$19 billion. That’s a lot of money, right? A week ago if you mentioned that figure in Silicon Valley without context you might get a variety of responses. “Is that the public market cap of LinkedIn?” [No, that would be $23 billion] “Jeff Bezos’ net worth?” [Nope, that was $33 billion, at least last November] “Iceland’s GDP?” [Maybe, but 2012 was ~$14b] But this week if you mention $19b in the 415, 650 or 408 area codes you have a very good chance of someone offering an opinion of Facebook’s Whatsapp acquisition.
Nick Bilton, writing for the New York Times, uses the purchase and its unfathomable sums to discuss The Number. As in, how much money do you need? The Number is nothing new. Wall St Bankers frequently gossip about their numbers. And there was even a book on retirement savings a while back which helped you calculate The Number you needed to live comfortably in your golden years. It feels like Nick, running with a very high class crowd (he alludes to dining with folks who already are worth over $100m), wants to discuss the impact of seeing so much created around us, but he never quite gets there in this column. The result is something, well, flat and a bit trope-y around tech entrepreneurs and VCs having silly high Numbers (especially compared to Nick’s own which he suggests is laughed at by peers). Nick’s one of my favorite columnists but this Disruptions just didn’t land for me (most are very insightful and provocative).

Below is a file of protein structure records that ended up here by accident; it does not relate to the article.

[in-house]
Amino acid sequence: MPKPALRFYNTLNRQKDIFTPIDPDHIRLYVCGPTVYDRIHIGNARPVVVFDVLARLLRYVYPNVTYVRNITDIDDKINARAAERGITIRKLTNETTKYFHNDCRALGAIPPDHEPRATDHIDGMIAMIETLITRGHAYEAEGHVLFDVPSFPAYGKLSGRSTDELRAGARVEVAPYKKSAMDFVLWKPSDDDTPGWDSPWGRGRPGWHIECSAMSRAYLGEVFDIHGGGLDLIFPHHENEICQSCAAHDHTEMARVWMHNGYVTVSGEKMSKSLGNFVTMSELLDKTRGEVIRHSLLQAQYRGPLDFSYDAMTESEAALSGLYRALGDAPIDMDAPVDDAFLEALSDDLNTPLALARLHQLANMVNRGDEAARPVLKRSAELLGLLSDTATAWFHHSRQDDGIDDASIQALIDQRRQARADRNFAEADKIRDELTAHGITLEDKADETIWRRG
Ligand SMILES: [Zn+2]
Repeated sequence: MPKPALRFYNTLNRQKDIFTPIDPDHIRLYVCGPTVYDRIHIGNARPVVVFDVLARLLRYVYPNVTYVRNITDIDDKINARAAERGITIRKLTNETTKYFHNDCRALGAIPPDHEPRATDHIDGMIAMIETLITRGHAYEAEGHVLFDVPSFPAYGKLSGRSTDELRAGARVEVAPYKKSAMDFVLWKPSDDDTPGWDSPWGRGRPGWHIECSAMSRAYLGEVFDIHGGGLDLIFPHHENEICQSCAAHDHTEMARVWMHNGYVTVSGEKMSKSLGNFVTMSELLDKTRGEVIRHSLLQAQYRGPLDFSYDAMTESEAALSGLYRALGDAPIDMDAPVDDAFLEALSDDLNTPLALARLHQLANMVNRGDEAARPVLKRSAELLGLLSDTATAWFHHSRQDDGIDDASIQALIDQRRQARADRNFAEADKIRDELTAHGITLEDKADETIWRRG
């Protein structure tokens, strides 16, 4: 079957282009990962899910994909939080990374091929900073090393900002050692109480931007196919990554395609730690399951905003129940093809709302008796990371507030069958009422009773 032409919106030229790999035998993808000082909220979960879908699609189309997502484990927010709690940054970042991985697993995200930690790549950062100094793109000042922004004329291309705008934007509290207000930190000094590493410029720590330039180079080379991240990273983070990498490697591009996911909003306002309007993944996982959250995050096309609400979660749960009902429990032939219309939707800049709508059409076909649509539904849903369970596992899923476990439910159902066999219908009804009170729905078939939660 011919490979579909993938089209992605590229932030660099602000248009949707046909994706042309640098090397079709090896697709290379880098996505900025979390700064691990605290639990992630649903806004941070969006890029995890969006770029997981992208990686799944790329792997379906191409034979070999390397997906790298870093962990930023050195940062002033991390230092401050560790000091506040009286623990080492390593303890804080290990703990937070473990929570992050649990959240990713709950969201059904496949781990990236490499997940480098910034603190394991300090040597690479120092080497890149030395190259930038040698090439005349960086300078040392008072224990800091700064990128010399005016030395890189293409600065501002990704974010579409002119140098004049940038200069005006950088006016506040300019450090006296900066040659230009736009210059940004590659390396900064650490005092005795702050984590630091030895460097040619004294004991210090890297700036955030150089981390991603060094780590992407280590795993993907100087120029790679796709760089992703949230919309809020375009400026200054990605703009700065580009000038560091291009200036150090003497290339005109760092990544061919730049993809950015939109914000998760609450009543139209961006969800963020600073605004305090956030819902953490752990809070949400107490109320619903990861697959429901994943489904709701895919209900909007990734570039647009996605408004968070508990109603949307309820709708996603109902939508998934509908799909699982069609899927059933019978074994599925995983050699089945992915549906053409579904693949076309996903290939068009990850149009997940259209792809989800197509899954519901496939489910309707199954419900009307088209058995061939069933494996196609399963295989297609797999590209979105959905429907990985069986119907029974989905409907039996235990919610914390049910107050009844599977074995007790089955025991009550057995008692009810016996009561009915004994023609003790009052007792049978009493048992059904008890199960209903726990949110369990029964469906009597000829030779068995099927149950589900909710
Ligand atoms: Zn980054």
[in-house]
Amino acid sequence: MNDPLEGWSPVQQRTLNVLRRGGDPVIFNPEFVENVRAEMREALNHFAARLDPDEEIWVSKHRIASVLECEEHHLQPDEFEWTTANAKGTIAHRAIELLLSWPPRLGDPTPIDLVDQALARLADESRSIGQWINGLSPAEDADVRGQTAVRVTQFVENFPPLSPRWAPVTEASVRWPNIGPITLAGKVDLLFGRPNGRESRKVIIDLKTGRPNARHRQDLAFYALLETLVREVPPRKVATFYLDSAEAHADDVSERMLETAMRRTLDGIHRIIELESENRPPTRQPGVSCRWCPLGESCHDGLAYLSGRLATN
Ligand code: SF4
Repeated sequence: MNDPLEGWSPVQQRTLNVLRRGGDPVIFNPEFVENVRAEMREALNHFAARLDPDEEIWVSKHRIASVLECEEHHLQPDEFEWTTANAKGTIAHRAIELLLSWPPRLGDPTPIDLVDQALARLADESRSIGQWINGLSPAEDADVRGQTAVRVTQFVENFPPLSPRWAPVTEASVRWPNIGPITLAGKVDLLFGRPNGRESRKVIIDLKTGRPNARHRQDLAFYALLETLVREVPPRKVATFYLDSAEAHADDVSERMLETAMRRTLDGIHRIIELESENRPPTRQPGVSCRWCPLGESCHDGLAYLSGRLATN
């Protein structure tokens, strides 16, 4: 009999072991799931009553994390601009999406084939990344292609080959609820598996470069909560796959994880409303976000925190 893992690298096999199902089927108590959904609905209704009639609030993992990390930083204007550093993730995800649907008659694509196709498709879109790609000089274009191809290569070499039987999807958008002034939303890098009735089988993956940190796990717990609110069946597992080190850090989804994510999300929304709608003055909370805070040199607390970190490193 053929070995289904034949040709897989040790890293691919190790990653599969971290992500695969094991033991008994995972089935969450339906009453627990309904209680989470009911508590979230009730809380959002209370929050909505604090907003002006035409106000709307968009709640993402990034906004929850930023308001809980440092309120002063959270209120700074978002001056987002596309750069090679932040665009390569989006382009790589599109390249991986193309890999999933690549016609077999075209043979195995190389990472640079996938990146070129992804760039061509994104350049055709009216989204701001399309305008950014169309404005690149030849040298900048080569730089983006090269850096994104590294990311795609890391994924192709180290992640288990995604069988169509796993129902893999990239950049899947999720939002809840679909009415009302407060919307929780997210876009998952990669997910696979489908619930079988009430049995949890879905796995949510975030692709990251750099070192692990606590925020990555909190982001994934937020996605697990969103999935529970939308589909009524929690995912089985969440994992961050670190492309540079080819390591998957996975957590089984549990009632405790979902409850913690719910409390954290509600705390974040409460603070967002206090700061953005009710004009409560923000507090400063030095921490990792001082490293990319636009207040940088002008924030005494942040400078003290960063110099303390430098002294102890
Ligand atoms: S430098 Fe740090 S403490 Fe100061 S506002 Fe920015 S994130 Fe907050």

Why did I have such a strong “blah” reaction? Probably from my own conflicted motivations with regards to having a Number. Growing up middle class in an upper middle class/upper class town simultaneously desensitized me to money while also making me quite attuned to the fact it can accrue randomly and not always to good people. Money also didn’t stop divorces, cancer or estrangement from visiting any of the big houses down the road. Afterschool and summer jobs gave me some financial flexibility beyond my allowance and the only time I really felt ashamed for not “having” was in college when, one particular semester, I stole food from the cash cafe on campus rather than tell my friends I could only do the prepaid dining plan at the meal hall. First World Problems but shame none-the-less.
When it comes to The Number you can be a floor person or a ceiling person. Focusing on floor means understanding what’s the minimum you need to earn/save to be happy. Anything over that is gravy and your job is to keep the floor at a reasonable level. Ceiling means you’re always imagining what you could do with more money and working to get there. I try hard to be a floor person and through luck + pluck, we’ve been able to save a solid nut. American Dream achievement unlocked: I did better than my parents did.
But instead of talking about The Number, I wish we spoke more openly about wealth disparity. Between tech and other sectors sure but even within tech. You have a group of friends. Then some get rich. I mean really rich. And you get married, buy houses, start families. All of a sudden the splurge of spending $200 for a dinner turns into $20,000 for a vacation and not everyone can do that. I’ve seen friendships start and end simply because of what money allows or prevents people from doing. If we want to insist tech is a meritocracy then are the people with more money better than me? Did they work harder? Take more risks? Deserve their money?
For me these questions make more provocative and real brunch chats than the one Nick experienced. I hope we can have them and not perpetuate a culture that pushes these topics to Secret.
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